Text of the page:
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Bruno Vassal is a slope-soaring expert. I reckon I can fly gliders sort of OK, but flights like this would leave me with needing a proctologist with a jack-hammer to unweld my sphincter. His judgement is impeccable - and he is no lunatic: in one of his videos, he states "I could probably get through there, but I have a wife and kids and I'm not taking chances."

 

No engine, just energy management and experienced judgement of likely wind. And probably, a familiarity with the local squirrels..

 

 

 

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My sister-in-law - in her mid 70's - returning to gliding after a long absence - took part in the Women in Gliding' week at Mt. Beauty late last year.

 

Flying in the front seat of a Ventus along the ridge where the walking track is from ( I think) Mt. Hotham?? and buzzing the bushwalkers at about 20 feet AGL... she said to the owner and Instructor for the flight: " Aren't we a bit close to the ground? - I can see the leaves on the trees'.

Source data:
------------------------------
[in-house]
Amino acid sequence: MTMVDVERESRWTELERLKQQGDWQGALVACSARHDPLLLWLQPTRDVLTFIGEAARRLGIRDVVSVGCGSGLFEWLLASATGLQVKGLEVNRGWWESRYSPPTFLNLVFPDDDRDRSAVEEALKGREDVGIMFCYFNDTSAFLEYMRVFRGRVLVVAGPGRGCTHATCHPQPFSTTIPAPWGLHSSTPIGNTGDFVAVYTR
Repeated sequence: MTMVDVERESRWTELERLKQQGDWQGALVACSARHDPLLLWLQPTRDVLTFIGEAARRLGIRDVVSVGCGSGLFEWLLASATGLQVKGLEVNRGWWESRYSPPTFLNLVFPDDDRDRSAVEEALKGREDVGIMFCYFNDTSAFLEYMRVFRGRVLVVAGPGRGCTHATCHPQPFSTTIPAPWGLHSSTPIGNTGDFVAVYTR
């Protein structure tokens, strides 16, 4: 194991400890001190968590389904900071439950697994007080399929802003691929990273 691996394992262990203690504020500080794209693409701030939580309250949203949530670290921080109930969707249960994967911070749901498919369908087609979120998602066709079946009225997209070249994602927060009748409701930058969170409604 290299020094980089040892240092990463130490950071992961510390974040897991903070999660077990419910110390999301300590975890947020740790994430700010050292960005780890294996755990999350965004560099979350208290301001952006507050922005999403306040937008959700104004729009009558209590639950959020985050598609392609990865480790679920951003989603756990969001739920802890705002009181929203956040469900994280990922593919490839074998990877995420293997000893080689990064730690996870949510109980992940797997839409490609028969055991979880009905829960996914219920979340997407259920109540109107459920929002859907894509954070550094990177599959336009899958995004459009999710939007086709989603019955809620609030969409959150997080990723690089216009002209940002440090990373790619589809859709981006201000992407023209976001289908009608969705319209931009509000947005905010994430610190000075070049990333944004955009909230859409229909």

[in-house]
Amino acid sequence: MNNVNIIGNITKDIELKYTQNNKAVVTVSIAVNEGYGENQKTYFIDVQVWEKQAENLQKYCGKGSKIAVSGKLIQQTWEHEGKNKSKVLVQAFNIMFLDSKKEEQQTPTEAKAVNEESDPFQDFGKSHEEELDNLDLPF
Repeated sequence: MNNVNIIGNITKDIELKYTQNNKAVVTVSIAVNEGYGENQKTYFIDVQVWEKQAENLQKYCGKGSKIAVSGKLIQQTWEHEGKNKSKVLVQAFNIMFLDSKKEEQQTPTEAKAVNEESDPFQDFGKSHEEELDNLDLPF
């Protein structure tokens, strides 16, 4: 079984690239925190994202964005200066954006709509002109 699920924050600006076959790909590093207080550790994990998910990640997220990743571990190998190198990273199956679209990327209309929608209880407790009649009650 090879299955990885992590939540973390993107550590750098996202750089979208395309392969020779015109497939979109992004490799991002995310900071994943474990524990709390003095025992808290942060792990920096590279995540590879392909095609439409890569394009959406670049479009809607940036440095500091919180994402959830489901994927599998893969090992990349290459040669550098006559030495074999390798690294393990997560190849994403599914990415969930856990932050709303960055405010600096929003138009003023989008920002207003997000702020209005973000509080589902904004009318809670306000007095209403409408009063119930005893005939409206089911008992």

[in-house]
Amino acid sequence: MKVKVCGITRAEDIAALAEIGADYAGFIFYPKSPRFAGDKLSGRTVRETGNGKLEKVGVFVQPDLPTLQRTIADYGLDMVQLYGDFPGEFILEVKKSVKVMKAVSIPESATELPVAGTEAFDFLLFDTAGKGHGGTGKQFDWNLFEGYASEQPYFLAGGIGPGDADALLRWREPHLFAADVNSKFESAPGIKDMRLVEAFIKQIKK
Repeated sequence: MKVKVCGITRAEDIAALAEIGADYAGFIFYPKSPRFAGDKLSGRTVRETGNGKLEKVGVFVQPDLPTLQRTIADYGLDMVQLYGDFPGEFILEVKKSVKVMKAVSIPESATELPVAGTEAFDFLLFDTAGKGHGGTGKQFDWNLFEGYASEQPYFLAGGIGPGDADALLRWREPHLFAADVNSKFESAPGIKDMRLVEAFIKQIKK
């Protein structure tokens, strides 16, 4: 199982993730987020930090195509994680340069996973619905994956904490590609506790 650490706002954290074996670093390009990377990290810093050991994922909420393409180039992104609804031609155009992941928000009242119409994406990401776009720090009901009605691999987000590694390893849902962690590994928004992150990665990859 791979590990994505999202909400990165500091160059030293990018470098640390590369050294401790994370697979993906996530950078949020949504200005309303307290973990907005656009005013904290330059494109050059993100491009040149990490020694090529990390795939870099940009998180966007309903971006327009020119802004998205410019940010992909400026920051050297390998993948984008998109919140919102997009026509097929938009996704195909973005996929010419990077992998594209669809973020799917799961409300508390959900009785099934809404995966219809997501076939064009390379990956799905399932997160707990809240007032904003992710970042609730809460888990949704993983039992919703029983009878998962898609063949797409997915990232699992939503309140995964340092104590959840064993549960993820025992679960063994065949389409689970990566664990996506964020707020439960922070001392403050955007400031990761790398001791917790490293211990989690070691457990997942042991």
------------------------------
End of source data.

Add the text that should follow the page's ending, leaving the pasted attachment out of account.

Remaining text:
His response: 'Can you count the caterpillars on the leaves? When you can, we are too close'.

 

Sounds like bravado. But... they ran a 1K final glide along the ridge and lost 100 feet - when they weren't scratching for height. Not being a slope-soaring experienced person, I like about 5k feet AGL to become adventurous between likely thermals; I've clawed out from less than 800 feet turning onto base and hitting decent lift at Narromine, but in general, I regard 1k feet AGL as the 'put it down' marker. I know Ingo Renner has worked lift from 300 feet - but I am NOT Ingo, and I know it.

 

I guess the point is: guys like Bruno Vassal know the limits, and can exploit them. Most of us - especially me - just aren't that good. But it is inspiring to see what a man-machine interface used to its ultimate capacity, can do.

 

 

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